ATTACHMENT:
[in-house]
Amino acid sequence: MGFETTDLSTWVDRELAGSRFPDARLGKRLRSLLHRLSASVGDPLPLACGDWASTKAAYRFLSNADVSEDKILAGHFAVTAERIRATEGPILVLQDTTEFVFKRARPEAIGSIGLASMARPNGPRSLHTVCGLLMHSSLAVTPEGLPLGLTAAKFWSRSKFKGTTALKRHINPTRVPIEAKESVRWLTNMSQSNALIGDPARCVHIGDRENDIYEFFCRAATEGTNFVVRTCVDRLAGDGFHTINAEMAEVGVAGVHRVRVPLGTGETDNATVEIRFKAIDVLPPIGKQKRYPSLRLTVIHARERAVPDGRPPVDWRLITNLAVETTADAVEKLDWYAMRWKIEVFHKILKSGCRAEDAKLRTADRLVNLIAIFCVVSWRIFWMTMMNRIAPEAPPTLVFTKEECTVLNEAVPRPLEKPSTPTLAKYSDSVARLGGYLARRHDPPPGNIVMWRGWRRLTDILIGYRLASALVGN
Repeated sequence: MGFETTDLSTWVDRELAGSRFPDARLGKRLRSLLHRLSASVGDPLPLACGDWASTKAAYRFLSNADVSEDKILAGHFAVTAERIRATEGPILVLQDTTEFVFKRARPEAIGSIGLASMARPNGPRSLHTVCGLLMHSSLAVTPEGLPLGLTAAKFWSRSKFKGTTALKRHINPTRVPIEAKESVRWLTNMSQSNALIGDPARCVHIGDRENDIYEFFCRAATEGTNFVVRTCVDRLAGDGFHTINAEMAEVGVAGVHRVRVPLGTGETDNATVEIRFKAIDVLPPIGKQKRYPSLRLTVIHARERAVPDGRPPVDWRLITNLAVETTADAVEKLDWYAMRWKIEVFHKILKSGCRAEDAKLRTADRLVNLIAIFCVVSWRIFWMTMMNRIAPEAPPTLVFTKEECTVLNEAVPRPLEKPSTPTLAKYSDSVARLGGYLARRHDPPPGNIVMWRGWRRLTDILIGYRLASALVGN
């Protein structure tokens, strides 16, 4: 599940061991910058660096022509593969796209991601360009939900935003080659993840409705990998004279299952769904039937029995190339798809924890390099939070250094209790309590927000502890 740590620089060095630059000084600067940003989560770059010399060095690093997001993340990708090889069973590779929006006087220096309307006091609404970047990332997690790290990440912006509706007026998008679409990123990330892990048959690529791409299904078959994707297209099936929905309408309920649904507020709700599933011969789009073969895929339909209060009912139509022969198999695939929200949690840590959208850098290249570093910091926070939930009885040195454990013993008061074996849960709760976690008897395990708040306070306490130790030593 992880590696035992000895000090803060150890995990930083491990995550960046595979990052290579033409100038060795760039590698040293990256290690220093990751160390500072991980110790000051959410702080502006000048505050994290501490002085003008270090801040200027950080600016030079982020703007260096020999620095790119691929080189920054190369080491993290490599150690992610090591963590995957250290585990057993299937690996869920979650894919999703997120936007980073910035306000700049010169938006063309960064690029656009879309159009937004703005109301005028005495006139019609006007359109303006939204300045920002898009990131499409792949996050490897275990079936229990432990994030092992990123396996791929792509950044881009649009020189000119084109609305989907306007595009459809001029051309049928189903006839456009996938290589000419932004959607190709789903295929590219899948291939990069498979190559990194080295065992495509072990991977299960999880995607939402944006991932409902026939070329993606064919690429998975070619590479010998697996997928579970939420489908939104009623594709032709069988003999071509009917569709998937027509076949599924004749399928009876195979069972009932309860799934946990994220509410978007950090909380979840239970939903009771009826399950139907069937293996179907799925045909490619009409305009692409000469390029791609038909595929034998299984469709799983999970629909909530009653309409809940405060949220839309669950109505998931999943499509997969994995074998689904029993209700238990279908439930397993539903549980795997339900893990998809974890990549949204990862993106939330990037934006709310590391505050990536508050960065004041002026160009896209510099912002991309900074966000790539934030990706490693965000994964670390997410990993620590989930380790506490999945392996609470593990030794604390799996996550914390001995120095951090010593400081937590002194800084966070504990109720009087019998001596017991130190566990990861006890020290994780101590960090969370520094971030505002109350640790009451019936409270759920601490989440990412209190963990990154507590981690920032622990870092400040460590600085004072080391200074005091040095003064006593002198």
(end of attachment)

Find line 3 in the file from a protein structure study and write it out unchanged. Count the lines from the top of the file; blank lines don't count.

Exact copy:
Repeated sequence: MGFETTDLSTWVDRELAGSRFPDARLGKRLRSLLHRLSASVGDPLPLACGDWASTKAAYRFLSNADVSEDKILAGHFAVTAERIRATEGPILVLQDTTEFVFKRARPEAIGSIGLASMARPNGPRSLHTVCGLLMHSSLAVTPEGLPLGLTAAKFWSRSKFKGTTALKRHINPTRVPIEAKESVRWLTNMSQSNALIGDPARCVHIGDRENDIYEFFCRAATEGTNFVVRTCVDRLAGDGFHTINAEMAEVGVAGVHRVRVPLGTGETDNATVEIRFKAIDVLPPIGKQKRYPSLRLTVIHARERAVPDGRPPVDWRLITNLAVETTADAVEKLDWYAMRWKIEVFHKILKSGCRAEDAKLRTADRLVNLIAIFCVVSWRIFWMTMMNRIAPEAPPTLVFTKEECTVLNEAVPRPLEKPSTPTLAKYSDSVARLGGYLARRHDPPPGNIVMWRGWRRLTDILIGYRLASALVGN